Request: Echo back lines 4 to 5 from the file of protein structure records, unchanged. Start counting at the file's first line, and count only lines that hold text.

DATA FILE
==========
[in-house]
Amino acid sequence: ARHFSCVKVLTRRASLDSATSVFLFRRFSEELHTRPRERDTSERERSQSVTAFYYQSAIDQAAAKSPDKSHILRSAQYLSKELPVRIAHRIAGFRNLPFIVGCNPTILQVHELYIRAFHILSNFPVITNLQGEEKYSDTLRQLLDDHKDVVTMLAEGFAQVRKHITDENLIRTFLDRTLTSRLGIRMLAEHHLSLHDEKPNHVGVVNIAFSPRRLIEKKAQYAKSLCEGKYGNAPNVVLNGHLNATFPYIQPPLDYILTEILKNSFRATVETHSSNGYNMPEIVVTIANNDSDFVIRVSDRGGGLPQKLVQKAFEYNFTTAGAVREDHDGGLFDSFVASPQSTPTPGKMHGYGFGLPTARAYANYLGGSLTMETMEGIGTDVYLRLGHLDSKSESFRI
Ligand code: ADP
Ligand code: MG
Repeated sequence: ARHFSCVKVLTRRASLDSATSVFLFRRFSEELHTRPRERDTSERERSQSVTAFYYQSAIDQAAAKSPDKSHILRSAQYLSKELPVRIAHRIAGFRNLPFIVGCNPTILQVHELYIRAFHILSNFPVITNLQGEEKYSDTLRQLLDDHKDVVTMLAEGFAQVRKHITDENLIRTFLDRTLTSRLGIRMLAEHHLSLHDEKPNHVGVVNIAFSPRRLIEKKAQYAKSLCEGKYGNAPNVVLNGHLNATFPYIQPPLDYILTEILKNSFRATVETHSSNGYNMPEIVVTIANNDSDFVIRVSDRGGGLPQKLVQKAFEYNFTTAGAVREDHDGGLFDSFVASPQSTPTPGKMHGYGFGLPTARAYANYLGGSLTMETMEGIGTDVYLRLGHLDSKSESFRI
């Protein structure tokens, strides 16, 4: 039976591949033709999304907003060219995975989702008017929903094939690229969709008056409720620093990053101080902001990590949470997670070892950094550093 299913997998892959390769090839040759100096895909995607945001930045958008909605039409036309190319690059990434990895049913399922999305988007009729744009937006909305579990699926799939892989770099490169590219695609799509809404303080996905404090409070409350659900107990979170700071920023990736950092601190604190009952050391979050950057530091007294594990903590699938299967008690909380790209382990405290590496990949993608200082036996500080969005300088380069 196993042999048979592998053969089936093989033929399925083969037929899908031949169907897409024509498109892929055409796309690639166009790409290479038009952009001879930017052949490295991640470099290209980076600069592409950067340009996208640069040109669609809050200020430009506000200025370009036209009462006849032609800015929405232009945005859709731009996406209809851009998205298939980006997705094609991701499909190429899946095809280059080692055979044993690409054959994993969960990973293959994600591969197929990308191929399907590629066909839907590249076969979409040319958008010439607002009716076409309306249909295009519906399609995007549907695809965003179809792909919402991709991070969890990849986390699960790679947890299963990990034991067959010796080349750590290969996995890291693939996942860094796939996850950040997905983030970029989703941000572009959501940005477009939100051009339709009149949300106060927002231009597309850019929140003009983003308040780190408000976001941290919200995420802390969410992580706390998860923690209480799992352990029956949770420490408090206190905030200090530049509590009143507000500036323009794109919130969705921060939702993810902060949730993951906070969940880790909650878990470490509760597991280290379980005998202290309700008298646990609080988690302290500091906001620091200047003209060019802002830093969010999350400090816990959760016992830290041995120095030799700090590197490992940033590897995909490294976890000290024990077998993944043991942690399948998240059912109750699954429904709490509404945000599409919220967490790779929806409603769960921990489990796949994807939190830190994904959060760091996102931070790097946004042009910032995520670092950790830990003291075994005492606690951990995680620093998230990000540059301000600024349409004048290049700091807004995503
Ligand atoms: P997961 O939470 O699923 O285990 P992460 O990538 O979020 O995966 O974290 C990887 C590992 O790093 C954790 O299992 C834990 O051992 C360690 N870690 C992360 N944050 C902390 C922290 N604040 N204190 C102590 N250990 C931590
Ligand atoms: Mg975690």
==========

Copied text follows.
Ligand code: MG
Repeated sequence: ARHFSCVKVLTRRASLDSATSVFLFRRFSEELHTRPRERDTSERERSQSVTAFYYQSAIDQAAAKSPDKSHILRSAQYLSKELPVRIAHRIAGFRNLPFIVGCNPTILQVHELYIRAFHILSNFPVITNLQGEEKYSDTLRQLLDDHKDVVTMLAEGFAQVRKHITDENLIRTFLDRTLTSRLGIRMLAEHHLSLHDEKPNHVGVVNIAFSPRRLIEKKAQYAKSLCEGKYGNAPNVVLNGHLNATFPYIQPPLDYILTEILKNSFRATVETHSSNGYNMPEIVVTIANNDSDFVIRVSDRGGGLPQKLVQKAFEYNFTTAGAVREDHDGGLFDSFVASPQSTPTPGKMHGYGFGLPTARAYANYLGGSLTMETMEGIGTDVYLRLGHLDSKSESFRI